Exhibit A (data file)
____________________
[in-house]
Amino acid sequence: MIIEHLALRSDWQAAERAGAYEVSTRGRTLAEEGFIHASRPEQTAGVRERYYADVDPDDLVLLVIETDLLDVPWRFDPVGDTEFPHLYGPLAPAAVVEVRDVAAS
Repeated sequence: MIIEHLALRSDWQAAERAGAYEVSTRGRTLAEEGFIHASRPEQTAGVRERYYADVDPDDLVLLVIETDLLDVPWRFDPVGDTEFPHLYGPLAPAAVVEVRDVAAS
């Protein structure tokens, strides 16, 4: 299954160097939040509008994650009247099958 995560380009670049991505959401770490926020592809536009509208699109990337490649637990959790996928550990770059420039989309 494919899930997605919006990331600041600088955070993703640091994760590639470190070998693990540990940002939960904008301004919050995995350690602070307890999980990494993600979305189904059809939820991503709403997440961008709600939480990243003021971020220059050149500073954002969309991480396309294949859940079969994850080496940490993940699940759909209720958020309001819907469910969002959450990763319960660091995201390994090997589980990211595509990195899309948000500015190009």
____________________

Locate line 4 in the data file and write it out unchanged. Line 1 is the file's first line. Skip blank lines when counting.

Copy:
């Protein structure tokens, strides 16, 4: 299954160097939040509008994650009247099958 995560380009670049991505959401770490926020592809536009509208699109990337490649637990959790996928550990770059420039989309 494919899930997605919006990331600041600088955070993703640091994760590639470190070998693990540990940002939960904008301004919050995995350690602070307890999980990494993600979305189904059809939820991503709403997440961008709600939480990243003021971020220059050149500073954002969309991480396309294949859940079969994850080496940490993940699940759909209720958020309001819907469910969002959450990763319960660091995201390994090997589980990211595509990195899309948000500015190009």